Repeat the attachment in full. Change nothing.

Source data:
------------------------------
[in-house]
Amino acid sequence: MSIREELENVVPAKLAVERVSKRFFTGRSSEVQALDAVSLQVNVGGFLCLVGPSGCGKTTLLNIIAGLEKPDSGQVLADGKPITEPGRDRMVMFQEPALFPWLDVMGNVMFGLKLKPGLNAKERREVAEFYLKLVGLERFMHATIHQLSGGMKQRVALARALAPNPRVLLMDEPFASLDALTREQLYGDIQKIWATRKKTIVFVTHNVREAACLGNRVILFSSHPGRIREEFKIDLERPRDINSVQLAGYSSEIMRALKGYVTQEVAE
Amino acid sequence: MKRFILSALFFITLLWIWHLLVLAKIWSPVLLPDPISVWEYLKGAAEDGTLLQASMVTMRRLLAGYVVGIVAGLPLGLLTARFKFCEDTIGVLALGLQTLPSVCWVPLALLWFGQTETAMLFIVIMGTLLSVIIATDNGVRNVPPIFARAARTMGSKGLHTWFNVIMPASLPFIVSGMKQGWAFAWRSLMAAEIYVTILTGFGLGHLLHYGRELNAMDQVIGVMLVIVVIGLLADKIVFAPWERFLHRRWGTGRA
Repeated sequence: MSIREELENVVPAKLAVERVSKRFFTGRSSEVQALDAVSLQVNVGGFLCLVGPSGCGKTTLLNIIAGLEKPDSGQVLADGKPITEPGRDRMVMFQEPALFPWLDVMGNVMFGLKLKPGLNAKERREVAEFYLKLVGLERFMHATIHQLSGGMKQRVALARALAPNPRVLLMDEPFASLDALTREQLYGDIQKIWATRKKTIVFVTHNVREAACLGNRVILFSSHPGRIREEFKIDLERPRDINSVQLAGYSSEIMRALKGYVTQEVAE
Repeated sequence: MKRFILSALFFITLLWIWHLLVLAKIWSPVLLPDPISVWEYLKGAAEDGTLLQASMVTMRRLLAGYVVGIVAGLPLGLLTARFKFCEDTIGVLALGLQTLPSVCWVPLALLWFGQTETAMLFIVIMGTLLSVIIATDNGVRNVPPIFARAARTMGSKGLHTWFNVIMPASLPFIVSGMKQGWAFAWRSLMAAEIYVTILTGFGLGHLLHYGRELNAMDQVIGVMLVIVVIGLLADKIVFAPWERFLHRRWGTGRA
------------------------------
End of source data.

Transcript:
[in-house]
Amino acid sequence: MSIREELENVVPAKLAVERVSKRFFTGRSSEVQALDAVSLQVNVGGFLCLVGPSGCGKTTLLNIIAGLEKPDSGQVLADGKPITEPGRDRMVMFQEPALFPWLDVMGNVMFGLKLKPGLNAKERREVAEFYLKLVGLERFMHATIHQLSGGMKQRVALARALAPNPRVLLMDEPFASLDALTREQLYGDIQKIWATRKKTIVFVTHNVREAACLGNRVILFSSHPGRIREEFKIDLERPRDINSVQLAGYSSEIMRALKGYVTQEVAE
Amino acid sequence: MKRFILSALFFITLLWIWHLLVLAKIWSPVLLPDPISVWEYLKGAAEDGTLLQASMVTMRRLLAGYVVGIVAGLPLGLLTARFKFCEDTIGVLALGLQTLPSVCWVPLALLWFGQTETAMLFIVIMGTLLSVIIATDNGVRNVPPIFARAARTMGSKGLHTWFNVIMPASLPFIVSGMKQGWAFAWRSLMAAEIYVTILTGFGLGHLLHYGRELNAMDQVIGVMLVIVVIGLLADKIVFAPWERFLHRRWGTGRA
Repeated sequence: MSIREELENVVPAKLAVERVSKRFFTGRSSEVQALDAVSLQVNVGGFLCLVGPSGCGKTTLLNIIAGLEKPDSGQVLADGKPITEPGRDRMVMFQEPALFPWLDVMGNVMFGLKLKPGLNAKERREVAEFYLKLVGLERFMHATIHQLSGGMKQRVALARALAPNPRVLLMDEPFASLDALTREQLYGDIQKIWATRKKTIVFVTHNVREAACLGNRVILFSSHPGRIREEFKIDLERPRDINSVQLAGYSSEIMRALKGYVTQEVAE
Repeated sequence: MKRFILSALFFITLLWIWHLLVLAKIWSPVLLPDPISVWEYLKGAAEDGTLLQASMVTMRRLLAGYVVGIVAGLPLGLLTARFKFCEDTIGVLALGLQTLPSVCWVPLALLWFGQTETAMLFIVIMGTLLSVIIATDNGVRNVPPIFARAARTMGSKGLHTWFNVIMPASLPFIVSGMKQGWAFAWRSLMAAEIYVTILTGFGLGHLLHYGRELNAMDQVIGVMLVIVVIGLLADKIVFAPWERFLHRRWGTGRA